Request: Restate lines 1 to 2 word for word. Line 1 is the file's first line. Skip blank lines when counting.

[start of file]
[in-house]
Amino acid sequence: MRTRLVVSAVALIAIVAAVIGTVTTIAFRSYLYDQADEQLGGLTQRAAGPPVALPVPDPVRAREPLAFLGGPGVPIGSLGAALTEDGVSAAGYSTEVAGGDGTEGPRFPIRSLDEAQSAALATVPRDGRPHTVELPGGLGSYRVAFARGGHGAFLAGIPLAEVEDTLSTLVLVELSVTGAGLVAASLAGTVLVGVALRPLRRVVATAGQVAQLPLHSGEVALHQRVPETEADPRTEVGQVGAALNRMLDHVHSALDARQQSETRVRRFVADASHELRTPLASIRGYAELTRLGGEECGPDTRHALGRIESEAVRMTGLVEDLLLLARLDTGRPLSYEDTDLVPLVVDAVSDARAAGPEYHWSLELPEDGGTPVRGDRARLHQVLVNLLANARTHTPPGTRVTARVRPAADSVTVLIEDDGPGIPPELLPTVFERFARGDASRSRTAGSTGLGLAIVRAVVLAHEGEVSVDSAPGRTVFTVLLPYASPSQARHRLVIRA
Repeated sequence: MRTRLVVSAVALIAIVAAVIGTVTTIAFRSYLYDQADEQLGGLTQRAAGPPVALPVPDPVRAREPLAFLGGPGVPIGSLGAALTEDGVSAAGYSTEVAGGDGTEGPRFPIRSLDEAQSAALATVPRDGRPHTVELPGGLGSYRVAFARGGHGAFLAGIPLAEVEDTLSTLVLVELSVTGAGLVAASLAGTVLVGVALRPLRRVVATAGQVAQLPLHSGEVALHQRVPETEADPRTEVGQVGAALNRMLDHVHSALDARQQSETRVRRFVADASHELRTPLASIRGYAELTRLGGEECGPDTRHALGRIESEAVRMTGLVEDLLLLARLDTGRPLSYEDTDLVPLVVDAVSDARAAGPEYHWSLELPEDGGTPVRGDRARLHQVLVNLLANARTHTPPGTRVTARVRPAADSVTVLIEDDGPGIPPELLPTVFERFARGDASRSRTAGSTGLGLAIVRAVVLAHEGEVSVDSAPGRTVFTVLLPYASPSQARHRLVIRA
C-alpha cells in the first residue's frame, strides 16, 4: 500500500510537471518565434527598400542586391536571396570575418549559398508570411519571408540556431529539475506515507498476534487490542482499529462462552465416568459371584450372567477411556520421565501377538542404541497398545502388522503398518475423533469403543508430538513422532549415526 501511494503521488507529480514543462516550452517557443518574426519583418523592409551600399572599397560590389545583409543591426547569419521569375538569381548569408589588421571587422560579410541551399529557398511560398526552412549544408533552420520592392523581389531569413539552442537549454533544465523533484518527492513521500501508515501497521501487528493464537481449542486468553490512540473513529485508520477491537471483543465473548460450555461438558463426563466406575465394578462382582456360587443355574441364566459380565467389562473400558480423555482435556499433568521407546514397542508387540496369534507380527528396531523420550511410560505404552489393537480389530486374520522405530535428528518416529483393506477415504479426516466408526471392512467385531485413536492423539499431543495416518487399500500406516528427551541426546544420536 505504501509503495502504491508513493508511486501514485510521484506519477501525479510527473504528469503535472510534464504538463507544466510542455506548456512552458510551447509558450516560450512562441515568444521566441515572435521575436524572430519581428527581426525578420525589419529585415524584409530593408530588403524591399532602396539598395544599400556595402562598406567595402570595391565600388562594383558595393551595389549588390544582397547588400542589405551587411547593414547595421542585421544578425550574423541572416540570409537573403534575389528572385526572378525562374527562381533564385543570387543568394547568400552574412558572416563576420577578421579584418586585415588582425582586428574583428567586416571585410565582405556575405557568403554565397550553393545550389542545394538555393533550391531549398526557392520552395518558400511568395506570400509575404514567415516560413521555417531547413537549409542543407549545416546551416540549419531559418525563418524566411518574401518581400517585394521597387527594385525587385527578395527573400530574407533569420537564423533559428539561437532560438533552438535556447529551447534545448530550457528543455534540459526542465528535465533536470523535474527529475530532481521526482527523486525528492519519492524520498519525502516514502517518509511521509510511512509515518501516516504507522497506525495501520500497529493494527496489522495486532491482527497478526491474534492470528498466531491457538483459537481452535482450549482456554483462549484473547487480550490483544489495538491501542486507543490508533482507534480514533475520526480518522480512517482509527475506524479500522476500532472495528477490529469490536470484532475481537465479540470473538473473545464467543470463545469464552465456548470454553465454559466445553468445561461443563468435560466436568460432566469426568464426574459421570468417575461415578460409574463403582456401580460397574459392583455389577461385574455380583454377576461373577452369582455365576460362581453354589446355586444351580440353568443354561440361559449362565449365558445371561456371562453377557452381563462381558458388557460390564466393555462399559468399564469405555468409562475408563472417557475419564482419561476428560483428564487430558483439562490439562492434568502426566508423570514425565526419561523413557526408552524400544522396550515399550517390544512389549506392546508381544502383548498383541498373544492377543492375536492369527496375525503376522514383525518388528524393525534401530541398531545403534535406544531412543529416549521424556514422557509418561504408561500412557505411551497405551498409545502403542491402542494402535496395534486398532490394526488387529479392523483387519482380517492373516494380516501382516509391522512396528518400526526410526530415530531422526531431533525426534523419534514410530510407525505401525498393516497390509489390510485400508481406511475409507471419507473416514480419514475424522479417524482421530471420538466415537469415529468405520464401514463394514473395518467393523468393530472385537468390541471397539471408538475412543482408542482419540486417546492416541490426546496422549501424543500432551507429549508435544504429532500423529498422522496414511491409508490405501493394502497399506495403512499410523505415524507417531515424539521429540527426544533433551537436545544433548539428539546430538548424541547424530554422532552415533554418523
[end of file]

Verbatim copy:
[in-house]
Amino acid sequence: MRTRLVVSAVALIAIVAAVIGTVTTIAFRSYLYDQADEQLGGLTQRAAGPPVALPVPDPVRAREPLAFLGGPGVPIGSLGAALTEDGVSAAGYSTEVAGGDGTEGPRFPIRSLDEAQSAALATVPRDGRPHTVELPGGLGSYRVAFARGGHGAFLAGIPLAEVEDTLSTLVLVELSVTGAGLVAASLAGTVLVGVALRPLRRVVATAGQVAQLPLHSGEVALHQRVPETEADPRTEVGQVGAALNRMLDHVHSALDARQQSETRVRRFVADASHELRTPLASIRGYAELTRLGGEECGPDTRHALGRIESEAVRMTGLVEDLLLLARLDTGRPLSYEDTDLVPLVVDAVSDARAAGPEYHWSLELPEDGGTPVRGDRARLHQVLVNLLANARTHTPPGTRVTARVRPAADSVTVLIEDDGPGIPPELLPTVFERFARGDASRSRTAGSTGLGLAIVRAVVLAHEGEVSVDSAPGRTVFTVLLPYASPSQARHRLVIRA